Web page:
TORONTO (AP) – In a scene at odds with Canadians’ reputation for niceness and rule-following, thousands of protesters railing against vaccine mandates and other COVID-19 restrictions descended on the capital over the weekend, deliberately blocking traffic around Parliament Hill.
Some urinated and parked on the National War Memorial. One danced on the Tomb of the Unknown Soldier. A number carried signs and flags with swastikas.
In the aftermath of Canada’s biggest pandemic protest to date, the demonstrators have found little sympathy in a country where more than 80 per cent are vaccinated. Many people were outraged by some of the crude behaviour.
Prime Minister Justin Trudeau called the Ottawa protesters a “fringe minority” and said they reflected the proliferation of “disinformation and misinformation online, conspiracy theorists, about microchips, about what else that go with the tinfoil hats.”
Organisers, including one who has espoused white supremacist views, had raised millions for the cross-country “freedom truck convoy” against vaccine mandates. It attracted support from former United States (US) President Donald Trump and Tesla billionaire Elon Musk.
Trudeau and his family were moved to an undisclosed location during the protest. (Two of his children tested positive for COVID-19, and a test Monday revealed he, too, was infected. He said he is fine and working remotely. )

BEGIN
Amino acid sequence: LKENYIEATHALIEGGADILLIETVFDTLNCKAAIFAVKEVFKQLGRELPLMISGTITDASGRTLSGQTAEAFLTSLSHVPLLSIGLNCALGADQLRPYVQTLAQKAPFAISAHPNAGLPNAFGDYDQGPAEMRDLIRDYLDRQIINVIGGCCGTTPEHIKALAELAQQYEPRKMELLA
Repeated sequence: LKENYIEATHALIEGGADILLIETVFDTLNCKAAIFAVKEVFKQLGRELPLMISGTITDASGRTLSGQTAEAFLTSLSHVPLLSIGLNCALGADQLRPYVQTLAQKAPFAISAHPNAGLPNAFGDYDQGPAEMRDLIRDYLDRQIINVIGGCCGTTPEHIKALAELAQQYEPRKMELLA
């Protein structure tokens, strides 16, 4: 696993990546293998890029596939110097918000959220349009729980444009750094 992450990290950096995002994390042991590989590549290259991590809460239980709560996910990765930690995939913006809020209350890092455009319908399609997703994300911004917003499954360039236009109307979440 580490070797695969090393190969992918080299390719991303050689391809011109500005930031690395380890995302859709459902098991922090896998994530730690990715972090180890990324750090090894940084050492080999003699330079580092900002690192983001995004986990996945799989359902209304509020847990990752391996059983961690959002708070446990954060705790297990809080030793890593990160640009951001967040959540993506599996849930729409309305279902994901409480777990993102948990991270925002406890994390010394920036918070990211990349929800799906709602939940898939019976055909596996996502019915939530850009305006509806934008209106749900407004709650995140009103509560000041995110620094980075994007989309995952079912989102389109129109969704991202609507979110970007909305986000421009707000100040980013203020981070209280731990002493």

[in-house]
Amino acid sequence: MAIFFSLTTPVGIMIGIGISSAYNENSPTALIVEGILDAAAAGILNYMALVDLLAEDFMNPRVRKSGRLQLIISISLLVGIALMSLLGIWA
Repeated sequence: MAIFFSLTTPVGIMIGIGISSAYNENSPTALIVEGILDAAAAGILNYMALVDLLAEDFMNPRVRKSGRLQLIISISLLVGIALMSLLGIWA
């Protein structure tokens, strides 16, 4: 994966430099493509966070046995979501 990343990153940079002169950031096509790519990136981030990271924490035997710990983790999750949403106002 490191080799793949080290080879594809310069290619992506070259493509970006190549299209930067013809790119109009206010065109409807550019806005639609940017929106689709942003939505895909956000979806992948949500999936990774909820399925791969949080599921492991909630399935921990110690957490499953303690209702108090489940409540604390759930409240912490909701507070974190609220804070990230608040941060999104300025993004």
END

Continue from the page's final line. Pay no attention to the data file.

A smaller but still significant number of protesters remained on the streets on Tuesday, saying they won’t leave until all vaccine mandates and other restrictions are gone. They are also calling for the removal of Trudeau’s government, though it is responsible for few of the measures, most of which were put in place by provincial governments.
“It’s time for Canada and the rest of the world to find other ways to deal with this virus,” said protester Michelle Kloet, 47, of Canmore, Alberta.
During the demonstration, the statue of Terry Fox, a national hero who lost a leg to bone cancer as a youngster and set off in 1980 on a fundraising trek across Canada, was draped with an upside-down Canadian flag and a sign that read “Mandate freedom”.
“My kids were shocked. Like all Canadian young people, they have grown up with Terry Fox as a hero,” Deputy Prime Minister Chrystia Freeland said. “This is not the Canada who we want to be. And I really proudly believe, and I know, this is not what Canada is.”